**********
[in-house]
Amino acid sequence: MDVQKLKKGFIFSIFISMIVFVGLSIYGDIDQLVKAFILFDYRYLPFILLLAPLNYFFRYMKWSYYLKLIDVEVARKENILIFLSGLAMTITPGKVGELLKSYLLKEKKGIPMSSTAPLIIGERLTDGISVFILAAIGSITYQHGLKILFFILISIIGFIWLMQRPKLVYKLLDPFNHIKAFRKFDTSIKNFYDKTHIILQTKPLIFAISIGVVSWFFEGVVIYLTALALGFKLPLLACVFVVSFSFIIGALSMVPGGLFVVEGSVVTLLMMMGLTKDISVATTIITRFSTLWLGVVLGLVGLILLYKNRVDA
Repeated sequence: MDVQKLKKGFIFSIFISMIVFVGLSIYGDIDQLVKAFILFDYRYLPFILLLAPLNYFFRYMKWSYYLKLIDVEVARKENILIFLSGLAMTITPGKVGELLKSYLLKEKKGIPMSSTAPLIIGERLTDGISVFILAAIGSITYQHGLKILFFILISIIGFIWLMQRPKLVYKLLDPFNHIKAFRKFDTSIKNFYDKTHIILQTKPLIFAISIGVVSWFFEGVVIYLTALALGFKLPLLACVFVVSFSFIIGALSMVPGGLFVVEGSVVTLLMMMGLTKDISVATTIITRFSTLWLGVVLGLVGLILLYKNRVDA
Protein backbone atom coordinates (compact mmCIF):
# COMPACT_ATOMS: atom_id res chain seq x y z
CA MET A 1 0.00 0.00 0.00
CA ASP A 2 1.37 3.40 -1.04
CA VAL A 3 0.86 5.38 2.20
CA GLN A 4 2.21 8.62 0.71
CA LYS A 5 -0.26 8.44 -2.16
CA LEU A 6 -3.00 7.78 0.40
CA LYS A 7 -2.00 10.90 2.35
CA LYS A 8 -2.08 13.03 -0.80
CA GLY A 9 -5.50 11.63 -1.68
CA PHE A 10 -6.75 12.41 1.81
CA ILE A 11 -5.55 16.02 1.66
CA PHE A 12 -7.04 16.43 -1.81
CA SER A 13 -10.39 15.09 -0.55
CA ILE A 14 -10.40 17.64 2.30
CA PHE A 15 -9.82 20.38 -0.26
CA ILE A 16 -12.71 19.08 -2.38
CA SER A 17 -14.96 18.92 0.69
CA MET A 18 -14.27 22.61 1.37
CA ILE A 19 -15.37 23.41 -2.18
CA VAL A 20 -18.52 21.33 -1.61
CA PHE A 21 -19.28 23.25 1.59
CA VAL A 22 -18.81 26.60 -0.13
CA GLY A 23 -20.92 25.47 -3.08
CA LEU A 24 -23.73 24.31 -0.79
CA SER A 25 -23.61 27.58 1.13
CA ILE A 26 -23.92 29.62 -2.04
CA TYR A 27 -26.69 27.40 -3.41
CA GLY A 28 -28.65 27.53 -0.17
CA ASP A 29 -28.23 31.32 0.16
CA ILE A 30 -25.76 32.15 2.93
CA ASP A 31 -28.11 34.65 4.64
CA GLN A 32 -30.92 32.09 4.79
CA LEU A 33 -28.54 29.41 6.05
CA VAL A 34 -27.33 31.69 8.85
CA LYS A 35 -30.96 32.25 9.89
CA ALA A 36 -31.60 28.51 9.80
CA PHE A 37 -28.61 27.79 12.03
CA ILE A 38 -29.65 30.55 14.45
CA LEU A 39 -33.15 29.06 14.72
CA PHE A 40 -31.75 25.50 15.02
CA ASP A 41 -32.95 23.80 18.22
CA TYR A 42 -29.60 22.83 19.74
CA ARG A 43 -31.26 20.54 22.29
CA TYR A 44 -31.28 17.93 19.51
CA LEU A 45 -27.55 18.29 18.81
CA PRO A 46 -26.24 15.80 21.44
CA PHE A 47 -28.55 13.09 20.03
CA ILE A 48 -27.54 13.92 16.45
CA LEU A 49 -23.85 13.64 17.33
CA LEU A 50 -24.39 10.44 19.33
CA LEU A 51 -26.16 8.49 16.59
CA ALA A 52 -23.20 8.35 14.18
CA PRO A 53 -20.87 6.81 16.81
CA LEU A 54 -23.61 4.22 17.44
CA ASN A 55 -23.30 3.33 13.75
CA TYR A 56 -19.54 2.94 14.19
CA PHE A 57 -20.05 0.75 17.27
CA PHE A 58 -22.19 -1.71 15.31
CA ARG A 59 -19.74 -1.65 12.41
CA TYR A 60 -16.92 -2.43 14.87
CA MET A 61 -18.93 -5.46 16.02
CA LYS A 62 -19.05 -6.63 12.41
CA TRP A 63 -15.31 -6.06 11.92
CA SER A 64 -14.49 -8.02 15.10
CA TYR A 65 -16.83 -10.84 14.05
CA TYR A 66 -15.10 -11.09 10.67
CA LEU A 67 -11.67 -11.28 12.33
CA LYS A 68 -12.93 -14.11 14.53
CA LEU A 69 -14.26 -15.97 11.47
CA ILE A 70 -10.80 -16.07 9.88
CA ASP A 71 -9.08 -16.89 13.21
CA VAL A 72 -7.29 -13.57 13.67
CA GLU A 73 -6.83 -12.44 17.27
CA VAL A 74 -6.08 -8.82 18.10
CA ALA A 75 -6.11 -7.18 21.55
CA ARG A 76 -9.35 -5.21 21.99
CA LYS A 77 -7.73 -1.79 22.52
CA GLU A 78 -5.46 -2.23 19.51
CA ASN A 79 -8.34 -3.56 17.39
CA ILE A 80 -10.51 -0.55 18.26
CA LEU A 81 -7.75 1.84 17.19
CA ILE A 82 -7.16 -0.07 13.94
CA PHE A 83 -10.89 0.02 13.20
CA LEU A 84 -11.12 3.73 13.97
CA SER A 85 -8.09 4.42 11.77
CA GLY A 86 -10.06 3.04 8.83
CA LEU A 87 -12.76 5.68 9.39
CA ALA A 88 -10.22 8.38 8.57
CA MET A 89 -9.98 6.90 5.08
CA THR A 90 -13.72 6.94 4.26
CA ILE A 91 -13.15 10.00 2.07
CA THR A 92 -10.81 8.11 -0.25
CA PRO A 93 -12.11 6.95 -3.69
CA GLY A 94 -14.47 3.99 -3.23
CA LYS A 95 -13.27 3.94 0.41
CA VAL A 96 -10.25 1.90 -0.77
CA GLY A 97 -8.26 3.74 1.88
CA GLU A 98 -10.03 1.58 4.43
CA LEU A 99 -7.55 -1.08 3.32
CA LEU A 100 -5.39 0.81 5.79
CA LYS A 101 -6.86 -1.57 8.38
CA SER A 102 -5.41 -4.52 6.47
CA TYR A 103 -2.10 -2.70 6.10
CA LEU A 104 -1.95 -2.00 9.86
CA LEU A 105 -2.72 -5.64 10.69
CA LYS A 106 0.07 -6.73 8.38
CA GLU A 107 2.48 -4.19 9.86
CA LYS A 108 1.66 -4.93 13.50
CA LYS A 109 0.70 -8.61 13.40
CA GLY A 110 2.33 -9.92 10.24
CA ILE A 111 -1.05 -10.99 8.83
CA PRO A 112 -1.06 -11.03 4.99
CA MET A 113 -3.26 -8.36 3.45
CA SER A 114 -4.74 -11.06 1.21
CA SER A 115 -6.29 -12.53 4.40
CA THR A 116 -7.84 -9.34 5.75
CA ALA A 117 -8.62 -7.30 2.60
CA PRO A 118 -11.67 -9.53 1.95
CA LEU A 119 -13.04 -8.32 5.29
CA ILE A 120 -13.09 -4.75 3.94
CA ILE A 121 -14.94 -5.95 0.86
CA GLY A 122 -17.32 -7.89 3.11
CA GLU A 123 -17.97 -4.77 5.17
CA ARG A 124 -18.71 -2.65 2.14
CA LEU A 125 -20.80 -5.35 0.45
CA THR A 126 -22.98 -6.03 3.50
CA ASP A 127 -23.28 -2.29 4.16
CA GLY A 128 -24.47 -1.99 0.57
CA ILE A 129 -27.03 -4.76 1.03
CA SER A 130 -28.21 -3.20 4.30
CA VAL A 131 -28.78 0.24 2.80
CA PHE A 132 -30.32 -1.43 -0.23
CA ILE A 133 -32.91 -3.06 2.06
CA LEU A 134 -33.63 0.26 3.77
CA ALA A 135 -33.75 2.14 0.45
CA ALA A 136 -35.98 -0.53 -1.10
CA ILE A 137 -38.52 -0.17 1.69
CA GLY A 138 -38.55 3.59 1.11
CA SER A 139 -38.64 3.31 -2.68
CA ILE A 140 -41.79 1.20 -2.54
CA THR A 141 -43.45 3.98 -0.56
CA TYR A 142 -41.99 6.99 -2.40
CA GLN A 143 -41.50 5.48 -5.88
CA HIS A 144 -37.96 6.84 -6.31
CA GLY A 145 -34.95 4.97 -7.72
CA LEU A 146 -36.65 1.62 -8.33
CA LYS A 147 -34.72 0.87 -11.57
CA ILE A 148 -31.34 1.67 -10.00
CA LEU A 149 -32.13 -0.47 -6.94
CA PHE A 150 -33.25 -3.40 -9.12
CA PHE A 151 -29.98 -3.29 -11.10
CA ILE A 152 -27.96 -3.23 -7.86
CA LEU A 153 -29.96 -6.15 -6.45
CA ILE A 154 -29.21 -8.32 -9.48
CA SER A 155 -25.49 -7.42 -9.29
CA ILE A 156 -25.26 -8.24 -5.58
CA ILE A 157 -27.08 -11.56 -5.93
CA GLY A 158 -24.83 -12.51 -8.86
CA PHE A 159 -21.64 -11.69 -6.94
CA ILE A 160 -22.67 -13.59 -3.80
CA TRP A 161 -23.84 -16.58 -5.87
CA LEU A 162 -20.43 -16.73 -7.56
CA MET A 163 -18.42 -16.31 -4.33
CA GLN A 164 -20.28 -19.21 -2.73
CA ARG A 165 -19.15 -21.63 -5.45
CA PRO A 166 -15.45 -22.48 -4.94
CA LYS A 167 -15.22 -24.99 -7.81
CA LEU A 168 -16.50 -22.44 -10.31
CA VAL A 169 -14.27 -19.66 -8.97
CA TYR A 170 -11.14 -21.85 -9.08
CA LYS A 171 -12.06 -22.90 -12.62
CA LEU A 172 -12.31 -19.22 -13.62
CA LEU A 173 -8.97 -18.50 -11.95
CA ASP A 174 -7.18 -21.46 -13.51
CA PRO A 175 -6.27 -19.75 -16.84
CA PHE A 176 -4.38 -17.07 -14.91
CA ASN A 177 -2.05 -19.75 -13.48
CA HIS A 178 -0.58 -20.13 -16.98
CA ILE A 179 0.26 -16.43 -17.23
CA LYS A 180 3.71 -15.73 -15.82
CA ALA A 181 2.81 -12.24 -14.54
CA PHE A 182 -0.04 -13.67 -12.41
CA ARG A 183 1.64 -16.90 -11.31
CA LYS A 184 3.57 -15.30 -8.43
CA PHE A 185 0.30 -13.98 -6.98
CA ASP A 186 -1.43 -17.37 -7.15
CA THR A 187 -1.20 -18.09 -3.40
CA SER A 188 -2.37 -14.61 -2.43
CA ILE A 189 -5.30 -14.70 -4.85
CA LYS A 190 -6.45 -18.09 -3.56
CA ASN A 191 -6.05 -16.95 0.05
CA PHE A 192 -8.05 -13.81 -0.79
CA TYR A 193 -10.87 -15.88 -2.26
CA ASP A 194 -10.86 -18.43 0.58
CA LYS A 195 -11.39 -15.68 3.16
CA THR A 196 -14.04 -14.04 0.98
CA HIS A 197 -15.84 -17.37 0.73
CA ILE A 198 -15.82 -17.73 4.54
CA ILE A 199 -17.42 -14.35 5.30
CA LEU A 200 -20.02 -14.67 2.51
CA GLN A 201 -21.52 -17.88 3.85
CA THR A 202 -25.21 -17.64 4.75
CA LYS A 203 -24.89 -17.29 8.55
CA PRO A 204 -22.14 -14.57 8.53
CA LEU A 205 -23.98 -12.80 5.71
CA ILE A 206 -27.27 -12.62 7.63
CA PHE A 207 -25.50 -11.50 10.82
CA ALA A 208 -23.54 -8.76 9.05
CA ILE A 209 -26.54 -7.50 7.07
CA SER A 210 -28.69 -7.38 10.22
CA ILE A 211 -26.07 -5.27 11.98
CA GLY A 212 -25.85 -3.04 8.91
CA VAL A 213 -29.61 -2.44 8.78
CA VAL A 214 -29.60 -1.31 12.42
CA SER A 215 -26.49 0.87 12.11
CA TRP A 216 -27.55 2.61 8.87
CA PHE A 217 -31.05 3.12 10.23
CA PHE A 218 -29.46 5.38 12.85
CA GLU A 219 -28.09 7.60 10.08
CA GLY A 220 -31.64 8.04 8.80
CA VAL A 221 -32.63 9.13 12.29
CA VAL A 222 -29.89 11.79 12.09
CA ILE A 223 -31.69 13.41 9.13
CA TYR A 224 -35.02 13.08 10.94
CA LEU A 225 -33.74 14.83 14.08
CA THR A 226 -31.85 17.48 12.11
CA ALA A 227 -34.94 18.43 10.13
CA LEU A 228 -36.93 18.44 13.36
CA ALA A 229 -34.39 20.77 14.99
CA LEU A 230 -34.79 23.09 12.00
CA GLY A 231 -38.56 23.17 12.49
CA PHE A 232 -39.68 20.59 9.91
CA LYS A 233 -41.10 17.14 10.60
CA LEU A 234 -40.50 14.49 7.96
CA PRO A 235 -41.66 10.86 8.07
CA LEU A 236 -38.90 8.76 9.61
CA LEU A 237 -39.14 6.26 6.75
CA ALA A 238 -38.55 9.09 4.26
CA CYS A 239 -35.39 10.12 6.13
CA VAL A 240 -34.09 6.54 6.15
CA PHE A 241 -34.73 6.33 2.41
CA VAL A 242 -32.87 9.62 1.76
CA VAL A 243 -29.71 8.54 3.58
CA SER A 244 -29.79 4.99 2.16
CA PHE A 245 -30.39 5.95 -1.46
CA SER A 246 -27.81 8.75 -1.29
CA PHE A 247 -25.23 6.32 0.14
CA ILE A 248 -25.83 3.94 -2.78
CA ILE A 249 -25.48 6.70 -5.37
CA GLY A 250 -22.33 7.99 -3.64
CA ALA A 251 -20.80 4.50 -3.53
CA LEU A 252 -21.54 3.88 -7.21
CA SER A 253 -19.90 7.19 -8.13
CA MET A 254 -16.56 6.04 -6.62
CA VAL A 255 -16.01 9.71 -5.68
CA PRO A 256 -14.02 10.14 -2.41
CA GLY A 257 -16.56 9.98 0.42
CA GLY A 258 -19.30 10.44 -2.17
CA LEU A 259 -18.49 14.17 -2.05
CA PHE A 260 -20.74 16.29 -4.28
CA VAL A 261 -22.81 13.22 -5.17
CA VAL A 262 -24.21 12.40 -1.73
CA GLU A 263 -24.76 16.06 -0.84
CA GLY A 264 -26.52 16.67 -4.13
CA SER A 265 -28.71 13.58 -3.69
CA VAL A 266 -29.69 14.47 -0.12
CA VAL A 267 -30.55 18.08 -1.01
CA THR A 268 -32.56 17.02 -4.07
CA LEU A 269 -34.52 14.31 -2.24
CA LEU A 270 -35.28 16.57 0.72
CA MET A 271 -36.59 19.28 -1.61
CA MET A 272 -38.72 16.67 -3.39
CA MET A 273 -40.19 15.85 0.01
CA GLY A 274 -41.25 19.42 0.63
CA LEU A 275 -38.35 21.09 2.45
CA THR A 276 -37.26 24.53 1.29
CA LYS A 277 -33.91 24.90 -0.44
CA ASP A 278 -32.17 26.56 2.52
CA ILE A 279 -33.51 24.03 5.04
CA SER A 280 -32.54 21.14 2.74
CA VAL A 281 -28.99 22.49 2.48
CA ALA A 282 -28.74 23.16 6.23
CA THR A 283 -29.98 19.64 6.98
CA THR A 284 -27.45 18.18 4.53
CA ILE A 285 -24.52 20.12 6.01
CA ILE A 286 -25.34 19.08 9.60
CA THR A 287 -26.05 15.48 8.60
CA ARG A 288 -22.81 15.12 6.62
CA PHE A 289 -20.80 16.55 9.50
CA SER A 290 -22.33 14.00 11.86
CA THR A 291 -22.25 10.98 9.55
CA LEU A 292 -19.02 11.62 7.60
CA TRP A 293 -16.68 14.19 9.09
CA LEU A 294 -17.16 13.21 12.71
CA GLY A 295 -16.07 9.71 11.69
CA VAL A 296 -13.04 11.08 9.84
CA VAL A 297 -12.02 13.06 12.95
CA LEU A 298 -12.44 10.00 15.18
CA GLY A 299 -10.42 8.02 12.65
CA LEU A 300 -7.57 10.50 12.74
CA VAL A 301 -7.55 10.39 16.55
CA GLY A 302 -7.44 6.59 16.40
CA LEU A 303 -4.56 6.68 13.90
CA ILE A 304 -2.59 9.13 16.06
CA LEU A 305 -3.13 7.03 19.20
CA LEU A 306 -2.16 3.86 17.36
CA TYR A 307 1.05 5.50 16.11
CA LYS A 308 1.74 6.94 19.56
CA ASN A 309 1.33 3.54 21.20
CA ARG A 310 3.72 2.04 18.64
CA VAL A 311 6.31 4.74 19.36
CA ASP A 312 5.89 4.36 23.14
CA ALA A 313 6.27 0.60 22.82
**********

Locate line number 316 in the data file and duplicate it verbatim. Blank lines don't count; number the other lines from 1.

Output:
CA VAL A 311 6.31 4.74 19.36